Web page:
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Author Name: Freealiopterix 4 Comments
Date Added: January 08, 2012 07:01:36 Average Score: (Needs 2)
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Type: Rhyming
Category: Special Submissions Add To Favorites | Text Only
 
Transatlantic Pathos

Transatlantic Pathos

 

I remember that afternoon disbelief

Stunned silence from those silent witness

To tragedy pain - - stress such distress

Perpetrated by monsters no relief

Too painful to contemplate the cost

Watch in horror those there wandering

Wondering of loved ones pondering

Shaking heads empty eyes wholly lost

Commentators pause in sadness trying

To relay information sketchy at best

Tears held in check -- throats cleared

Poignant pregnant pause reverence

Someone has to help process bathos

Hiroshima memory eclipsed -- pathos

Author's Notes:
David's excellent and moving poem on the World Trade Center stirred up memories in me that I thought lay dormant.  As I began to type I realised that the events of 9-11 are as raw to me now as they were then...
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'Transatlantic Pathos' Copyright © Alistair Muir
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Comments:
Comment By: FreeDirk Kruger on January 9, 2012 08:05:34 AM Report
it was 10 to 3 in the afternoon when a guy 2 shops from me ran into my shop and said - you must come and have a look here, a plane flew into the twin towers -i laughed and said what have you been drinking, that's how unrealistic the whole scenario was, and then the world died - good writing my friend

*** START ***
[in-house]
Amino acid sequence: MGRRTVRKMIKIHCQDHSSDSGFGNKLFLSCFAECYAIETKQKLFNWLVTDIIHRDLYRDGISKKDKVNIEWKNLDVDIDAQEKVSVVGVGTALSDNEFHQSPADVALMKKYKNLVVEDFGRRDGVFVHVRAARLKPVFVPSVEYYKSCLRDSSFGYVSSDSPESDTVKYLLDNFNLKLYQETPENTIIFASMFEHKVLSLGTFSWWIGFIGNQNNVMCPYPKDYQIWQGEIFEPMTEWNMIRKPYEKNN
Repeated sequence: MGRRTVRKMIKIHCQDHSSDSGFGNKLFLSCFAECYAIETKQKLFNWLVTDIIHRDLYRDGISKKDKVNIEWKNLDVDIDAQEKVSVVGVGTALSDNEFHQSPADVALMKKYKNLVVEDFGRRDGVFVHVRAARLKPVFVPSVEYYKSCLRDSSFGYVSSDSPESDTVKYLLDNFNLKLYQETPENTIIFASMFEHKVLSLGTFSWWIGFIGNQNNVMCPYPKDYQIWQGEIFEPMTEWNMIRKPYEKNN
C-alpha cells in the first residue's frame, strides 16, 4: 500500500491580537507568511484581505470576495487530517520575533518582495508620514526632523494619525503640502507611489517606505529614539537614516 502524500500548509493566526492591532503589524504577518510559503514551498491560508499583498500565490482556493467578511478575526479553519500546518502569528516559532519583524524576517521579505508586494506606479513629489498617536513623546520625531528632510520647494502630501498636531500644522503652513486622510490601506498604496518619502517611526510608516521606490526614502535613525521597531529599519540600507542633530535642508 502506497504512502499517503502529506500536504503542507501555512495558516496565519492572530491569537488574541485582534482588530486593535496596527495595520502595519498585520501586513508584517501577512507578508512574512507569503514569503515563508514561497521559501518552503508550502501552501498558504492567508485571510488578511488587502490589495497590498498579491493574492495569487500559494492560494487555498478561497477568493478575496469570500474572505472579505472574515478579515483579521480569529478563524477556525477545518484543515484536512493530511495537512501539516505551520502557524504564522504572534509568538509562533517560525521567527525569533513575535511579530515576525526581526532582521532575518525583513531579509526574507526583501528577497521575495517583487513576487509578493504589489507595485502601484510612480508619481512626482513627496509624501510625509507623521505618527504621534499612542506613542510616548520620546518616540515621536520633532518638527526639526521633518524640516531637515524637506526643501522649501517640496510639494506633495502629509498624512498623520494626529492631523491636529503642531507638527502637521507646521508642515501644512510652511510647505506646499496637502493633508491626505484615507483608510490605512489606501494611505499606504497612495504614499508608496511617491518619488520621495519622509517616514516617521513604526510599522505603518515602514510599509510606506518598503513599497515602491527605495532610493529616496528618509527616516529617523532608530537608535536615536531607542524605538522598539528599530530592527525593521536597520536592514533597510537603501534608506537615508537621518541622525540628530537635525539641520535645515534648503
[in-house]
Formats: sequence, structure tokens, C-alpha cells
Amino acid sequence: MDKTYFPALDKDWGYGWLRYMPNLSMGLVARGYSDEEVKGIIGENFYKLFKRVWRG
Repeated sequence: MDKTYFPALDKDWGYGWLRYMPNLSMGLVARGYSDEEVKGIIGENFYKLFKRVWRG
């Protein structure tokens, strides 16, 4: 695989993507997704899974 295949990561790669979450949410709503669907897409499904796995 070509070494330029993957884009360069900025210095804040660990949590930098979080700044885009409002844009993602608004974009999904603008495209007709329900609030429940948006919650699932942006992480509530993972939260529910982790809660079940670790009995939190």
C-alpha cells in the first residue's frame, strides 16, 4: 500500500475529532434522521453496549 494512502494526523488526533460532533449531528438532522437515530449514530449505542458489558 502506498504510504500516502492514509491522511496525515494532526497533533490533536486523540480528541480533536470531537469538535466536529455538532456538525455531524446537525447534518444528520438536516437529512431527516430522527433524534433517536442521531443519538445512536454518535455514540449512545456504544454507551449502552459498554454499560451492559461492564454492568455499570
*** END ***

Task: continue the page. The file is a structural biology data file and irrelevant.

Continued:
Comment By: FreeDean on January 8, 2012 11:44:29 AM Report
Indeed a very sad and very real, yet, will remain raw for years. One particular scene always makes me numb -- the man who jumped from the 80th floor! What was he thinking, and what made him to come to that decision? Did he really think he would survive, or did he want to enjoy the last seconds of his life, flying free and taking the last sip! ~Dean
Comment By: FreeGraham Jones on January 8, 2012 10:06:03 AM Report
A sad time for all those touched by this terrible event that even now still affects so many lives and will long continue to do so, your words as heartfelt as they are but scratch the surface yet convey the horror and disbelief we all felt on that awful day, a touching poem indeed~Graham.
Comment By: FreeFirestone Feinberg on January 8, 2012 08:39:01 AM Report
I will spare you from hearing some stories of that day New York and the world collapsed.  I have quite a few.  We knew one boy who was killed.  The other stories are just as sad -- pathos  -- like you say.  It was a hollow time in NY -- nobody understood it.  Life has never really returned to what it was.  The end of the Towers was not only a real and terrible tragedy: it was a symbol...  Of a new, even more dangerous world -- a threat of things to come -- an end to a dream.  Your poem shows good form...  we see -- from without -- how the structure of things allows a way toward freedom.  Always a paradox.  I am sorry and I am not sorry to have stirred up memories.  We can't forget.  We remember.  It was an awful time.  --David




 


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